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How to set OKRs: A practical guide to setting Objectives and Key Results

What is an OKR?

Before we get into how to set OKRs, it's important to understand what they are. Because they require a mindset shift.

The acronym OKR stands for Objectives and Key Results. It’s a goal management framework that helps break down company strategy into manageable chucks. It’s a simple approach to create alignment and employee engagement around measurable but ambitious goals. They're used by highly agile and innovative companies looking to maximise performance, engagement, and transparency.

The big difference from traditional planning methods and OKRs is that they're set quarterly and tracked monthly or weekly.

5 benefits of using OKRs

OKRs helps companies bridge the gap between strategy and execution and move from an output-based to an outcome-based approach to work. The benefits of the framework include a better focus on results that matter, increased transparency, and stronger company alignment. OKRs achieve this by organising employees and the work they do around achieving common objectives.

1. Strategic alignment

OKRs help managers and employees align their efforts with everyone else in a company. This ensures that everyone is moving in the same direction. It also helps staff understand the purpose behind their tasks. Purpose is one of three key motivators so it’s critical in getting the best from your people. Increased alignment also helps improve collaborative working between teams. It also encourages role autonomy and ownership because your people know what their priorities are.

2. Cultural transparency

The biggest direct impact of OKRs is a shift to transparent goals across the business. With OKR, everyone can see everyone else’s goals, from the bottom of the company to the very top. This helps encourage a more open and honest culture. If you’re not quite ready to move to complete transparency, OKRs can be made private or set to team-only visibility.

3. Engaged employees

OKRs give more oversight and alignment which in turn, grows employee engagement. With engagement linked to a host of business benefits including increased productivity and reduced staff turnover, this is a huge benefit.

4. Focussed execution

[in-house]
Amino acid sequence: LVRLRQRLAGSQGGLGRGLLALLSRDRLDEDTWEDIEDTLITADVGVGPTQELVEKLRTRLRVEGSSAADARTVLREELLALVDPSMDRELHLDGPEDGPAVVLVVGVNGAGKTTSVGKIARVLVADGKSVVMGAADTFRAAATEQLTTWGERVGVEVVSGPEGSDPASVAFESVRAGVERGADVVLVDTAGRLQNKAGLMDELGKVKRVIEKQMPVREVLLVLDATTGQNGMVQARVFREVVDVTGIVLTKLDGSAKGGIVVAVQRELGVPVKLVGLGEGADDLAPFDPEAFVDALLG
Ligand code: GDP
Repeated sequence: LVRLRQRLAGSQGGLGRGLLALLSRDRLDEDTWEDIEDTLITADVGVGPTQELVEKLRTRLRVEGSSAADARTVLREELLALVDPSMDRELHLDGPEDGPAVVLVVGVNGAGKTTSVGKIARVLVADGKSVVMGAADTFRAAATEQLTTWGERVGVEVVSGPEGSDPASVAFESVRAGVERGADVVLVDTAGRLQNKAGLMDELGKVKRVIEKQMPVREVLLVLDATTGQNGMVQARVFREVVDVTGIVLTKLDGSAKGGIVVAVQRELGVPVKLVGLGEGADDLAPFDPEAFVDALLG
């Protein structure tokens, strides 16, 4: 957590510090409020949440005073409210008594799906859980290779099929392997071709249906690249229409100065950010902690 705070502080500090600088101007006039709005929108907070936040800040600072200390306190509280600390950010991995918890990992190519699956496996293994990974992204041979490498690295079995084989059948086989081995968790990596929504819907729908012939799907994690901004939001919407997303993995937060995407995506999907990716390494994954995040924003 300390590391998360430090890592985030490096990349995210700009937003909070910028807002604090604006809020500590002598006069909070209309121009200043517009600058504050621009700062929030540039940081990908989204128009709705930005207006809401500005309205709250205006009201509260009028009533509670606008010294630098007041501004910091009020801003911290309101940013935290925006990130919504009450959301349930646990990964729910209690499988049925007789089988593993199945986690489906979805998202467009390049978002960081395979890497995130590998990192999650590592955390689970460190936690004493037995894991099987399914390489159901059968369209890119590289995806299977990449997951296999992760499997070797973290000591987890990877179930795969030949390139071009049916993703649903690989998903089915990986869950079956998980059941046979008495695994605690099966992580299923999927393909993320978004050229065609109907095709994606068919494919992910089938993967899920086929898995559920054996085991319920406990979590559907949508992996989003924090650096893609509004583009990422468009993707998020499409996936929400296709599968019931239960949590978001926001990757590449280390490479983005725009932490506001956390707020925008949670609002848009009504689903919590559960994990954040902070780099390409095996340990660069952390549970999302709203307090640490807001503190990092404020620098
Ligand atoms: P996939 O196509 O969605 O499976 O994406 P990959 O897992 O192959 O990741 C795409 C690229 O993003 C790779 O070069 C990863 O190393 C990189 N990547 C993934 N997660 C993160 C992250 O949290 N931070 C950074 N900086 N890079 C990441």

OKRs help people focus on what’s important. Employees know which parts of their role contribute to the bigger picture and help to prioritise the work that has real business impact.

5. Business impacts

Research shows that employees with OKRs are more effective that those who use other frameworks. This results in increased performance, increased sales, and even better customer satisfaction scores.

The anatomy of a great OKR

A great OKR describes what you aspire to do and how you’re going to measure it. OKR is critical to your performance management strategy and are structed like this: I will (Objective) as measured by (Key Results).

An Objective tells you where you’re heading

An Objective should motivate and challenge the team. They need to be memorable, qualitative descriptions of what you want to achieve. They should be short, inspirational, and engaging.

Key Results are how you define success

Key Results are a set of metrics that measure your progress towards the Objective. Each Objective should have between 2 and 5 Key Results. All Key Results must be quantitative.

If it doesn’t have a number, it’s not a Key Result

Marissa Mayer | ex. Google, Yahoo

How to set OKRs that work: a worked example

Let's say our Objective is to Create an awesome customer experience. This sounds great, but how would you know if the experience is awesome? And what defines awesome? Remember, without measurement you don’t have a clear goal.

That’s why we need Key Results. Key Results are crucial. They define what we mean by “Create an awesome customer experience.”